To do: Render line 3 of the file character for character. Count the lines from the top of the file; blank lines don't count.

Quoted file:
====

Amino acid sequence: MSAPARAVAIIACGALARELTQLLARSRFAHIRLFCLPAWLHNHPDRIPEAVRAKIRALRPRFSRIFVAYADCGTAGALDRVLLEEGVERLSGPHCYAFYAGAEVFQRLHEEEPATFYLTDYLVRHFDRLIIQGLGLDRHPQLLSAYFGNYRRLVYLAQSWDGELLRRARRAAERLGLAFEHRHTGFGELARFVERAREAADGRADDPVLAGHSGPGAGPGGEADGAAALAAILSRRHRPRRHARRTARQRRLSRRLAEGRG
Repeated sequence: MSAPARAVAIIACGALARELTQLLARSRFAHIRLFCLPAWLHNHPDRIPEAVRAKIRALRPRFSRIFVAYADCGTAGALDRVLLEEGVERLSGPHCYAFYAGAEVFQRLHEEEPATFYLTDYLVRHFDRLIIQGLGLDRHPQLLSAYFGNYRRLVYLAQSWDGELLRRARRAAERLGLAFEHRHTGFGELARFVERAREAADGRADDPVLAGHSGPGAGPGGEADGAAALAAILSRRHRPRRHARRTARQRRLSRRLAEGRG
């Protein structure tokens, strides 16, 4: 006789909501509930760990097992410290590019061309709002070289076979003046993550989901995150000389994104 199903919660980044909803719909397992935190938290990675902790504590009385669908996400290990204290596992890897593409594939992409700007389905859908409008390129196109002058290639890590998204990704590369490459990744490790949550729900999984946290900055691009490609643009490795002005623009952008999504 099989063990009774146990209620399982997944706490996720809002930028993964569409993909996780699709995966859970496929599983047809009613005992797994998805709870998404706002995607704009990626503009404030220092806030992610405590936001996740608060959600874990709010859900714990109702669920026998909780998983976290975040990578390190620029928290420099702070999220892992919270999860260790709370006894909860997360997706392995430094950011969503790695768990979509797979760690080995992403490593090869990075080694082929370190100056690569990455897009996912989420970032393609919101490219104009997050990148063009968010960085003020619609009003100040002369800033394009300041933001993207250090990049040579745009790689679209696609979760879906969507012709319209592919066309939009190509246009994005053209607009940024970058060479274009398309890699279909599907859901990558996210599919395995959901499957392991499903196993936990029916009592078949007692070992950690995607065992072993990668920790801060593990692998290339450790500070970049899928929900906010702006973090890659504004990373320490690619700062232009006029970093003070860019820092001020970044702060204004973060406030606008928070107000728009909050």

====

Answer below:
């Protein structure tokens, strides 16, 4: 006789909501509930760990097992410290590019061309709002070289076979003046993550989901995150000389994104 199903919660980044909803719909397992935190938290990675902790504590009385669908996400290990204290596992890897593409594939992409700007389905859908409008390129196109002058290639890590998204990704590369490459990744490790949550729900999984946290900055691009490609643009490795002005623009952008999504 099989063990009774146990209620399982997944706490996720809002930028993964569409993909996780699709995966859970496929599983047809009613005992797994998805709870998404706002995607704009990626503009404030220092806030992610405590936001996740608060959600874990709010859900714990109702669920026998909780998983976290975040990578390190620029928290420099702070999220892992919270999860260790709370006894909860997360997706392995430094950011969503790695768990979509797979760690080995992403490593090869990075080694082929370190100056690569990455897009996912989420970032393609919101490219104009997050990148063009968010960085003020619609009003100040002369800033394009300041933001993207250090990049040579745009790689679209696609979760879906969507012709319209592919066309939009190509246009994005053209607009940024970058060479274009398309890699279909599907859901990558996210599919395995959901499957392991499903196993936990029916009592078949007692070992950690995607065992072993990668920790801060593990692998290339450790500070970049899928929900906010702006973090890659504004990373320490690619700062232009006029970093003070860019820092001020970044702060204004973060406030606008928070107000728009909050």